I had bought the Citizen Stars and stripes watch way back when I started racing. I got it for only $100. It served me well over the years but got very beat up(the crystal and paint), and almost lost over the years. If you position is ever outside the cockpit, I suggest you not risk wearing a watch, you will loose it.
I currently wear a Casio watch which I highly recommend. I do not have the sailing one but looked at it very closely, just chose a different model for my other activities.
GPS, UTC, and TAI Clocks
Any watch that has a racing or yachting timer would be worth it IMHO though. It will beep off each minute then every 10 seconds the last minute, 5 beeps for 50 seconds, 4 for 40 and on down then a beep each of the last 10 seconds. After the countdown finishes it will go into timer mode so you can time your course time then use the split timer function after finishing to see by how much you beat the boats behind you to see if they corrected over you or not. All these functions allows you to man your position and still act as the boats timer.
I like the casio a lot but it is a plastic looking watch and not as cool looking as a the citizen watch which is metal and has the cool looking chronograph functions. I can't wear the Citizen mtn. biking though as its too heavy the casio is great for this. You can get the watches with or without a lot of the functions, solar charging, atomic, time etc, which double the price usually.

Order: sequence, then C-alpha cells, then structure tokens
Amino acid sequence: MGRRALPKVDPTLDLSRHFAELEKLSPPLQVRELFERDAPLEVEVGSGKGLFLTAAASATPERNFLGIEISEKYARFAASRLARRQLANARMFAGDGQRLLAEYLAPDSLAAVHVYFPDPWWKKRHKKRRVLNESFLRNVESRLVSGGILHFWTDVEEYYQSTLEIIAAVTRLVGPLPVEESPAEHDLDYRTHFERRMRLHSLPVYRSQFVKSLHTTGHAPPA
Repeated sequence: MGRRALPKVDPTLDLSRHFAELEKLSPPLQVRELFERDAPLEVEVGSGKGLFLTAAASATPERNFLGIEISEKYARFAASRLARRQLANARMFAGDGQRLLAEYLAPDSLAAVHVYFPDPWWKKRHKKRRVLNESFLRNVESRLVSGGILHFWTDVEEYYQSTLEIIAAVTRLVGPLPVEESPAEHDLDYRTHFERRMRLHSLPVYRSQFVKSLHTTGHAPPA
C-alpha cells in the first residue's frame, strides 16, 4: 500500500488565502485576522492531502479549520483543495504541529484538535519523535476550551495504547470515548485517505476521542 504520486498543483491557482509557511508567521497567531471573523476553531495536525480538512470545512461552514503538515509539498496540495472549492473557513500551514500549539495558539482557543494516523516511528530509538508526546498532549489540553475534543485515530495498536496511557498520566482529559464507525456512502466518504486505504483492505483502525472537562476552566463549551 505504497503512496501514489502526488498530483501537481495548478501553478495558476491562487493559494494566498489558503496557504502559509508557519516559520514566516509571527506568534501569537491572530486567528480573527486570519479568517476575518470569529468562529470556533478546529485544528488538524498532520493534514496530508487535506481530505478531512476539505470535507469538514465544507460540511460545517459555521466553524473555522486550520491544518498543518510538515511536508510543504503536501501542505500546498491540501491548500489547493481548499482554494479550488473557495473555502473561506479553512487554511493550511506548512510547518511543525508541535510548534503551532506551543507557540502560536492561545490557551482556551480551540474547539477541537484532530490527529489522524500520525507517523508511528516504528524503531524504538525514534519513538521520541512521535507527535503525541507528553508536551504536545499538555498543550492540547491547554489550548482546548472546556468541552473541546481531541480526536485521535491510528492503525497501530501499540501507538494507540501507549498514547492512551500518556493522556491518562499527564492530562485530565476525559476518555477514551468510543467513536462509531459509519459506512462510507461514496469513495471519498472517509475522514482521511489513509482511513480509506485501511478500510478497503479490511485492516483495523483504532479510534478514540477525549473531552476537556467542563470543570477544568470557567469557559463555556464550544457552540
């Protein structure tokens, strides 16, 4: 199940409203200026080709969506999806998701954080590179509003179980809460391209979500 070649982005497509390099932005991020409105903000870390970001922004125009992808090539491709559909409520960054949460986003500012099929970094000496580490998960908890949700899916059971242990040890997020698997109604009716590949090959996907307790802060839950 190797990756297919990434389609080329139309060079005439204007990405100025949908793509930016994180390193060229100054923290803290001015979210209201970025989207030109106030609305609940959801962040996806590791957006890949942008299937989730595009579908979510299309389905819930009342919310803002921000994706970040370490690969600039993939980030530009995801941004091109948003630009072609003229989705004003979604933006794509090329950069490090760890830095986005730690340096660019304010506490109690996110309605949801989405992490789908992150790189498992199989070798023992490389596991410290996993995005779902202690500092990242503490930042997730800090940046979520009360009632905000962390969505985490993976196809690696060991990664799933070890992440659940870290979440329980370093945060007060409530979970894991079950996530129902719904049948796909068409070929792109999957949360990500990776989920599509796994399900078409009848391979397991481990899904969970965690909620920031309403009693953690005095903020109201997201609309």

Whichever watch you get, put a velcro band on it if you are using just for sailing, their too ugly for a daily wearer if you have a real job. The watch will get beat up and eventually it will get caught on something. With a velcro band liek "the Band", just one pin will break leaving the watch dangling on your wrist from the other one, saving you from an expensive splash.
|07-05-2009 05:23 AM|
I'm with jimq26. Bought a cheap kitchen countdown timer, velcro it to the pedestal. It counts down from whatever you preset (I use 5 minutes) and if it goes over the side, I'm out $5.00
|07-05-2009 04:05 AM|
|davewild||Go cheap. You can get it caught in ropes, dropping spinnakers etc and it can be an expensive splash. The other option is to put it in a pocket( velcro or zip up) after start. I've not lost one this way myself but people look sad and go quiet when it happens to them. You can also get a slip on cover made of wet suit material that goes over wrist to protect it. Do you have a timer somewhere in boats instruments? A newish race boat should have something in there somewhere.|
|07-04-2009 11:33 PM|
Casio Sea Pathfinder. I was given one for Christmas by The Admiral. Can't say as there's a single thing I don't like about it. And as for LARGE numerals: It's got VERY LARGE numerals .
The watch has a very nice race start count-down. Its count-down timer can work either of two ways: Go automatically into stopwatch mode after the count-down has elapsed (useful for racers), or start a new count-down (useful for the RC).
Btw: On the off chance said boat has a Raymarine ST60+ knotmeter: That's got a built-in race start timer that does both 10- and 5-minute count-downs.
|07-04-2009 09:16 PM|
To get the 'correct' time.
The easiest way to get correct time, is to look at the time on your GPS. That is the correct time, since your GPS operates by knowing exactly what time it is. Faster and more accurate than anything you can get on the internet, and easier to use than the NOAA radio broadcasts.